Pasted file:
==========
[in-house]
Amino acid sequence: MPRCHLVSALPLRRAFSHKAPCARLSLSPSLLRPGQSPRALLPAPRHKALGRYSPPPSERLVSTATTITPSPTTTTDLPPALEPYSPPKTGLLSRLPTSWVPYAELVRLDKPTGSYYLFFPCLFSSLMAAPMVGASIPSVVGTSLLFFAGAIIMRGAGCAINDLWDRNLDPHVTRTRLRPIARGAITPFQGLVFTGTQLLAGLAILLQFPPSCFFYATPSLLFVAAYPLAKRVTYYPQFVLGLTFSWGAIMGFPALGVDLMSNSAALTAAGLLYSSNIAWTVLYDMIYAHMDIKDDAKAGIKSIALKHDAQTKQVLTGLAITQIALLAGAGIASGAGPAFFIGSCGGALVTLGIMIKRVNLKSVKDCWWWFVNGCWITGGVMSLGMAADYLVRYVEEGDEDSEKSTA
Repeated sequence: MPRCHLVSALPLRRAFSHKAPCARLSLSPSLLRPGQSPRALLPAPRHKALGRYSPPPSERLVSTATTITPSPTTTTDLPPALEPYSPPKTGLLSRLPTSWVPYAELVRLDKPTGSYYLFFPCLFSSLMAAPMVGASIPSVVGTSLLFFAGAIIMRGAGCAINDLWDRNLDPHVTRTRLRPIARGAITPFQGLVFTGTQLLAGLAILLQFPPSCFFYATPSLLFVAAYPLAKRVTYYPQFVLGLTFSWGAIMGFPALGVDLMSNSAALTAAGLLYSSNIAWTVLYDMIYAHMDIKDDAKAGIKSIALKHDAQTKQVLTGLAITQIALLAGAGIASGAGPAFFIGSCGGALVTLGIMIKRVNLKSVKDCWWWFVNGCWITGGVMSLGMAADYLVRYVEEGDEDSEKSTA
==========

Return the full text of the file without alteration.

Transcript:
[in-house]
Amino acid sequence: MPRCHLVSALPLRRAFSHKAPCARLSLSPSLLRPGQSPRALLPAPRHKALGRYSPPPSERLVSTATTITPSPTTTTDLPPALEPYSPPKTGLLSRLPTSWVPYAELVRLDKPTGSYYLFFPCLFSSLMAAPMVGASIPSVVGTSLLFFAGAIIMRGAGCAINDLWDRNLDPHVTRTRLRPIARGAITPFQGLVFTGTQLLAGLAILLQFPPSCFFYATPSLLFVAAYPLAKRVTYYPQFVLGLTFSWGAIMGFPALGVDLMSNSAALTAAGLLYSSNIAWTVLYDMIYAHMDIKDDAKAGIKSIALKHDAQTKQVLTGLAITQIALLAGAGIASGAGPAFFIGSCGGALVTLGIMIKRVNLKSVKDCWWWFVNGCWITGGVMSLGMAADYLVRYVEEGDEDSEKSTA
Repeated sequence: MPRCHLVSALPLRRAFSHKAPCARLSLSPSLLRPGQSPRALLPAPRHKALGRYSPPPSERLVSTATTITPSPTTTTDLPPALEPYSPPKTGLLSRLPTSWVPYAELVRLDKPTGSYYLFFPCLFSSLMAAPMVGASIPSVVGTSLLFFAGAIIMRGAGCAINDLWDRNLDPHVTRTRLRPIARGAITPFQGLVFTGTQLLAGLAILLQFPPSCFFYATPSLLFVAAYPLAKRVTYYPQFVLGLTFSWGAIMGFPALGVDLMSNSAALTAAGLLYSSNIAWTVLYDMIYAHMDIKDDAKAGIKSIALKHDAQTKQVLTGLAITQIALLAGAGIASGAGPAFFIGSCGGALVTLGIMIKRVNLKSVKDCWWWFVNGCWITGGVMSLGMAADYLVRYVEEGDEDSEKSTA